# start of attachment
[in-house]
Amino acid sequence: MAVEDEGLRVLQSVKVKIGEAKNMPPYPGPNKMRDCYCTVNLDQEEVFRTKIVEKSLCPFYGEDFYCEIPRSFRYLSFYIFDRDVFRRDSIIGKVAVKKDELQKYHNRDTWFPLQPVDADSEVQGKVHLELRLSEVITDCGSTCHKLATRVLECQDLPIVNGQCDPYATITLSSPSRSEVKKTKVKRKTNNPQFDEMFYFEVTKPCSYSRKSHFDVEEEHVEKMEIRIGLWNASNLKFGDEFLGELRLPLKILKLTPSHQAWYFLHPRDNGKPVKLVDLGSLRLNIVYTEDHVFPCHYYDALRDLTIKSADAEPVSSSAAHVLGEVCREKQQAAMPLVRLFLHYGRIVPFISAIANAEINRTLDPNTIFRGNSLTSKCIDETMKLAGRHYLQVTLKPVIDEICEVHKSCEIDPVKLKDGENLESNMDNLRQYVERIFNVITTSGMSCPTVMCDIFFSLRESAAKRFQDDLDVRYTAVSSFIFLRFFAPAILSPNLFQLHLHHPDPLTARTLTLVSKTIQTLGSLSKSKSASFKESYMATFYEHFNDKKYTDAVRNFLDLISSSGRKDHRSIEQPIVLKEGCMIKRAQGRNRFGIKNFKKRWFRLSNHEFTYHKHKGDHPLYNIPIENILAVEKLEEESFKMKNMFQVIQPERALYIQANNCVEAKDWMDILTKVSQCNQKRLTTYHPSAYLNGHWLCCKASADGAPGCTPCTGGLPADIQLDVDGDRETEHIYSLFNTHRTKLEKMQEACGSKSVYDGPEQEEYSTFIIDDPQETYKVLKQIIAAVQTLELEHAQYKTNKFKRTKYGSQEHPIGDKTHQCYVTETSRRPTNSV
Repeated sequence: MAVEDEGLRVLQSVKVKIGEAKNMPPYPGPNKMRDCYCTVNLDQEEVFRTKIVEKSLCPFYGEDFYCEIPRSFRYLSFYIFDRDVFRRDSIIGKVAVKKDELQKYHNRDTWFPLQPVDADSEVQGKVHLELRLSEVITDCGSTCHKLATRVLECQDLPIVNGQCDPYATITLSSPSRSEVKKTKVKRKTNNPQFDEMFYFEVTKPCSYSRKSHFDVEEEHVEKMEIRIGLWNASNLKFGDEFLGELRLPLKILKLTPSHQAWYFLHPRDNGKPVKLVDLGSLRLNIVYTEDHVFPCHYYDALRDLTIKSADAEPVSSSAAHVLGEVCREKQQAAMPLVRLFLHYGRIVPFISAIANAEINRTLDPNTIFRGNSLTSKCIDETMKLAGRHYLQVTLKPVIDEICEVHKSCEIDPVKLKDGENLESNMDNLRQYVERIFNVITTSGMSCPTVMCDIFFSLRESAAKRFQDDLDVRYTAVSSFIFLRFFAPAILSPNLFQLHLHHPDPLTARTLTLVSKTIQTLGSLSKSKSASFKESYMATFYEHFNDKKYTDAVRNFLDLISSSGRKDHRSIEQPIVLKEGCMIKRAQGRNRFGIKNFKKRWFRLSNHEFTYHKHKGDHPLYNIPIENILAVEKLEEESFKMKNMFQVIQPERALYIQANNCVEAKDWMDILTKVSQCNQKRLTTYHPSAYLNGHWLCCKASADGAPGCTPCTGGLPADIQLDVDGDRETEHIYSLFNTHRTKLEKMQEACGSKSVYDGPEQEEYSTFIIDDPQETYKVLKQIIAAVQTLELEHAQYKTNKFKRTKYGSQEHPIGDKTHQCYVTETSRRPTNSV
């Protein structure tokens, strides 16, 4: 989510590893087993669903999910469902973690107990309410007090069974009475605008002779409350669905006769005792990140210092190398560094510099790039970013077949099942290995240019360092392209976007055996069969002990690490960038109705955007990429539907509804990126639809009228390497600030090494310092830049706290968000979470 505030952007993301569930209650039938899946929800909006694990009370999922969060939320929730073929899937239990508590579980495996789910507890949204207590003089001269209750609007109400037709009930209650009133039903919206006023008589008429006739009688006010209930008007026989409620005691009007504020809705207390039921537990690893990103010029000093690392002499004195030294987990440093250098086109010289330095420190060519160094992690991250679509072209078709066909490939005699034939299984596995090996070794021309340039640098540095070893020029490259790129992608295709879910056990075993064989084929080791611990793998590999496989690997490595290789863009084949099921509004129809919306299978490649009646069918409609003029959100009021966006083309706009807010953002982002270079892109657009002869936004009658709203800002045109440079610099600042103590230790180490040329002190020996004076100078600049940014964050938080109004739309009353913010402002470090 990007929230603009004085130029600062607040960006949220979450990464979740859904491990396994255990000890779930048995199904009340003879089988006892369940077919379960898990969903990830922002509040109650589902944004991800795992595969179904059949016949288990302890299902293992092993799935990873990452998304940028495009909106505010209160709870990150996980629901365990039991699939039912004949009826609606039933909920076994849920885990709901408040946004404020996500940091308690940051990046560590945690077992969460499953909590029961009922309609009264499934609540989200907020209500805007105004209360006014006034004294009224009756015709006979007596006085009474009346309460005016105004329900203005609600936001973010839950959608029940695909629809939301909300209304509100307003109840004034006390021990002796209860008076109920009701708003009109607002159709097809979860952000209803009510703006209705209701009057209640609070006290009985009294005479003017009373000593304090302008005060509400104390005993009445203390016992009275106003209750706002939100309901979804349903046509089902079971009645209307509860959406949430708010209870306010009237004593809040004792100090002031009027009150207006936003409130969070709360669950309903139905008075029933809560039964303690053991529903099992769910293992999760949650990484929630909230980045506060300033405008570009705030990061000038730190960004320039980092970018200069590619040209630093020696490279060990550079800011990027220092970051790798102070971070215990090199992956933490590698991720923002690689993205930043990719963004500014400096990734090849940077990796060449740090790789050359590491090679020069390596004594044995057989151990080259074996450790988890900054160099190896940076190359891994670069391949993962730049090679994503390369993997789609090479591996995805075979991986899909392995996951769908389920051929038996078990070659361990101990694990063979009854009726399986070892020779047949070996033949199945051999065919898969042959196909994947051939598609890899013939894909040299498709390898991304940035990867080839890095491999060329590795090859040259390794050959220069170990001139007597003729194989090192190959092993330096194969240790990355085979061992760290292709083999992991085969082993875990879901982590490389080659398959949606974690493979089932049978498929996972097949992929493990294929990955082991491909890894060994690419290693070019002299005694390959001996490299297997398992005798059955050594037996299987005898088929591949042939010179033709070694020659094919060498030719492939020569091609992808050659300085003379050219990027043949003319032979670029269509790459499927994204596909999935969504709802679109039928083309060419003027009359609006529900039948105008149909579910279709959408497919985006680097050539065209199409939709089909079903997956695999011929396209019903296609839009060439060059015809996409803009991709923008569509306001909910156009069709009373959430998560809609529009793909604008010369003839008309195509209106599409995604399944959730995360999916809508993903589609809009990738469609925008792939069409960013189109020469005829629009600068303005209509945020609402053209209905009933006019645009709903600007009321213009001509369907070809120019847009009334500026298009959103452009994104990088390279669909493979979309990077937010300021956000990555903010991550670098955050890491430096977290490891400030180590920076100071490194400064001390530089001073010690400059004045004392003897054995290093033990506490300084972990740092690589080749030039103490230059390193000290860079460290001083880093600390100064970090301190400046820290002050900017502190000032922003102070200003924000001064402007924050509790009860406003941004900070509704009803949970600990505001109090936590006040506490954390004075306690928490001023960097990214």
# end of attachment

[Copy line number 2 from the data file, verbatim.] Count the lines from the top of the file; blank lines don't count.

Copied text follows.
Amino acid sequence: MAVEDEGLRVLQSVKVKIGEAKNMPPYPGPNKMRDCYCTVNLDQEEVFRTKIVEKSLCPFYGEDFYCEIPRSFRYLSFYIFDRDVFRRDSIIGKVAVKKDELQKYHNRDTWFPLQPVDADSEVQGKVHLELRLSEVITDCGSTCHKLATRVLECQDLPIVNGQCDPYATITLSSPSRSEVKKTKVKRKTNNPQFDEMFYFEVTKPCSYSRKSHFDVEEEHVEKMEIRIGLWNASNLKFGDEFLGELRLPLKILKLTPSHQAWYFLHPRDNGKPVKLVDLGSLRLNIVYTEDHVFPCHYYDALRDLTIKSADAEPVSSSAAHVLGEVCREKQQAAMPLVRLFLHYGRIVPFISAIANAEINRTLDPNTIFRGNSLTSKCIDETMKLAGRHYLQVTLKPVIDEICEVHKSCEIDPVKLKDGENLESNMDNLRQYVERIFNVITTSGMSCPTVMCDIFFSLRESAAKRFQDDLDVRYTAVSSFIFLRFFAPAILSPNLFQLHLHHPDPLTARTLTLVSKTIQTLGSLSKSKSASFKESYMATFYEHFNDKKYTDAVRNFLDLISSSGRKDHRSIEQPIVLKEGCMIKRAQGRNRFGIKNFKKRWFRLSNHEFTYHKHKGDHPLYNIPIENILAVEKLEEESFKMKNMFQVIQPERALYIQANNCVEAKDWMDILTKVSQCNQKRLTTYHPSAYLNGHWLCCKASADGAPGCTPCTGGLPADIQLDVDGDRETEHIYSLFNTHRTKLEKMQEACGSKSVYDGPEQEEYSTFIIDDPQETYKVLKQIIAAVQTLELEHAQYKTNKFKRTKYGSQEHPIGDKTHQCYVTETSRRPTNSV